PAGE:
Here’s How I’m “Buying” Kohl’s Right Now

Kohl's
corporate.kohls.com/company/about-kohl-s

Cash. It’s your best friend. Momentum is still red. 

The bulls have been tamed. And 638 stocks hit their 52-week low. It’s getting “real” out there, and the bottom is not forming. Apple stock has now dropped to $137. Its momentum has been absolutely brutal, dating back to April 4. Apple nearly touched $180 in late March. Ouch. 

While everyone else is looking for the bottom, I’ve remained steadfast in my approach. I’m waiting for the Federal Reserve to flinch, waiting for insiders to buy their stocks on a massive level, or focusing on a simple strategy to start putting my cash to work. That’s why my “buy” today is a beaten-down retail stock. 

Kohl’s Cash Bonanza

If you like clothing that falls apart within six months, you’ll love the summer line of Kohl’s (KSS). Unfortunately, the retail company’s stock has entered a free fall over the last week after the company’s board of directors rejected multiple takeover bids from private equity firms and jettisoned the efforts of an activist investor to change leadership. 

The stock fell under $40 on Wednesday. However, it bounced a bit higher today. I’d suggest that the board of directors should face fiduciary lawsuits from their shareholders for failing to take a $64 or $65 bid from a company like Sycamore Partners.

However, shareholders recently voted the company’s board of directors to another term. Seriously. They allowed these people to keep their jobs. So, the shareholders should sue themselves for stupidity. Executives believe that the stock will be worth $80 or more by 2026. 

In terms of the time value of money combined with recessionary concerns, give me $64 all day, every day, and walk away. Everyone is looking for a bottom on this stock. I know it. And you should be willing to buy the stock at that level.

What is Anything Worth Right Now?

We are engaged in a period of price discovery. While the Fed raises interest rates, valuations continue to compress across the board. Two weeks ago, 46 stocks with market capitalizations above $10 billion had price-to-sales ratios above 10x. 

Today, there were 28. That’s the power of institutional selling and negative momentum. We are trying to figure out what any of these expensive stocks are worth. 

In the case of Kohl’s, we want to know the worst-case scenario. What’s the stock worth if the company is liquidated… This company has inventory… land… buildings… and real assets worth real money.

The price-to-tangible book value of Kohl’s is 1.26x. That means the tangible book value of KSS… is $35.88. At that level, I want to sell the $35 put on KSS because it is less than the sum of its parts, and it trades at an attractive EV/EBIT of 7.4x.

Right now, the July 15, 2022 $35 put trades around $2.60. The $30 put for the same date trades at $1.44. If you sell that credit spread, you will receive a credit of $1.16 – or $116 for 100 shares of the stock.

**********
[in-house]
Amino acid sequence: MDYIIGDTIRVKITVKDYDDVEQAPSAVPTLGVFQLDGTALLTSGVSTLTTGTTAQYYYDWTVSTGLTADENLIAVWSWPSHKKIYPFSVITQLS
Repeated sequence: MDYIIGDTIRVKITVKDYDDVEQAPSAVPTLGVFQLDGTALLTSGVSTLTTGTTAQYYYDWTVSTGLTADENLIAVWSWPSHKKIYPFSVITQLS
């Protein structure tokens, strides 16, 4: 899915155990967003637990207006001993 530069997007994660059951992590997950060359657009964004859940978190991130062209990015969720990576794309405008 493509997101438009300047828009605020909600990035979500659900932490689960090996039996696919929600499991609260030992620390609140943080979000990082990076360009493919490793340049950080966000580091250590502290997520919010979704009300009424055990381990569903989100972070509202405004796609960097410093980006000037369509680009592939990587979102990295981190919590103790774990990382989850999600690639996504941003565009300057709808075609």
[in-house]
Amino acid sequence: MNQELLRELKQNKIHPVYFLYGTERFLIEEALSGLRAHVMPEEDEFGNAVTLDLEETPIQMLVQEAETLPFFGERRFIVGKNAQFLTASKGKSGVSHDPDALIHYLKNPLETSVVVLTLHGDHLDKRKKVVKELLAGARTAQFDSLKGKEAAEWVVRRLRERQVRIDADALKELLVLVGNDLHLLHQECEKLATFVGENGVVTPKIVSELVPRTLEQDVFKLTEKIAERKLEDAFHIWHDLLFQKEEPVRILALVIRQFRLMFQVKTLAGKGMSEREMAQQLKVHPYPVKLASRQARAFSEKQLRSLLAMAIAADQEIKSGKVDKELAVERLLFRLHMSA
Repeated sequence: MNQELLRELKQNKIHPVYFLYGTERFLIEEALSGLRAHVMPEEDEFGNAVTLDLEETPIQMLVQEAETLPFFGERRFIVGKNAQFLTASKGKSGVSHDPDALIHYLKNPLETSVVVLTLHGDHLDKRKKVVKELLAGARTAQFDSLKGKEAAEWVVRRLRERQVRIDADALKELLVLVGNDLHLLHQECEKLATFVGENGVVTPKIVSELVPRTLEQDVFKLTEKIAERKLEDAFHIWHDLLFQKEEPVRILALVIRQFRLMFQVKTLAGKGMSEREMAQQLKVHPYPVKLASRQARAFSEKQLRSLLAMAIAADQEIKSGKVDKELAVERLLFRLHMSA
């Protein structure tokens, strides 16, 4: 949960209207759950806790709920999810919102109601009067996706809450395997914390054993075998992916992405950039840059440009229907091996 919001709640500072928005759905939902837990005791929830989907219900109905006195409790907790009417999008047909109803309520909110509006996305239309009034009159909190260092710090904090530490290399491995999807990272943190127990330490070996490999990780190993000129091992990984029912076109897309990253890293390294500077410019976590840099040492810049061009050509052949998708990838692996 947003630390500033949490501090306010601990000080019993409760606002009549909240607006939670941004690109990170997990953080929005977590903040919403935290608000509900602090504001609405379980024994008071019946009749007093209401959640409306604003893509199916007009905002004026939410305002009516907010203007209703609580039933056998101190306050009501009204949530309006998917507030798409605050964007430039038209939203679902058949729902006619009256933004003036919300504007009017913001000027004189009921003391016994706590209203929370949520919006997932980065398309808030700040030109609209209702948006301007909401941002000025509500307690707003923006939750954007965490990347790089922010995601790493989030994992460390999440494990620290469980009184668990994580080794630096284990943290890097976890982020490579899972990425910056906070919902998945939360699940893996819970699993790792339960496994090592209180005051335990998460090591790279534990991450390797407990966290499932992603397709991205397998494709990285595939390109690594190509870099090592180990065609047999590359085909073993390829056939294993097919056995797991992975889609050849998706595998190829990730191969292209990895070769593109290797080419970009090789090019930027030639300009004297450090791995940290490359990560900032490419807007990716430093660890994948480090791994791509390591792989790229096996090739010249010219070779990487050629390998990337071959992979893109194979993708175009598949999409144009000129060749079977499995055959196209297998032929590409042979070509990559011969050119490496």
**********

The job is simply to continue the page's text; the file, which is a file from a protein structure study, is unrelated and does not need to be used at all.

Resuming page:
Potential Returns

Given that you are selling the $35 and protecting yourself with the $30 put, you would require $5 – or $500. The potential return on this trade is fantastic – 30.2% in two months. 

The maximum annualized return is 190%. How can you not love that upside? But look at the downside. If the stock does tank, you’re going to have an obligation to buy 100 shares for each spread at $33.84 – roughly two dollars less than the company’s tangible book value. 

That’s right. The worst scenario is that you buy a stock that you want to buy for less than the value of its assets.

Oh… and there is a bonus. Also keep in mind that it’s going to get bids from private equity firms in the next few weeks for takeovers. I think this is a great trade. 

I get to buy something that I want for less than its worth if the stock tanks. If it gets bids, the spread expires worthless, and I get to pocket the credit. That’s how you trade value and price discovery in this market.

Garrett Baldwin
Garrett Baldwin
Garrett Baldwin joined Godesburg Financial Publishing as Chief U.S. Markets Analyst in early 2021. A Johns Hopkins-trained Economist, he’s worked with hedge funds, venture capital firms, angel investors, and economic advisors to the U.S. government. Baldwin specializes in market anomalies and alternative investments. He’s written extensively on momentum, value, insider buying, and other unique strategies that provide investors that elusive edge.
Garrett Baldwin
Garrett Baldwin
Garrett Baldwin joined Godesburg Financial Publishing as Chief U.S. Markets Analyst in early 2021. A Johns Hopkins-trained Economist, he’s worked with hedge funds, venture capital firms, angel investors, and economic advisors to the U.S. government. Baldwin specializes in market anomalies and alternative investments. He’s written extensively on momentum, value, insider buying, and other unique strategies that provide investors that elusive edge.

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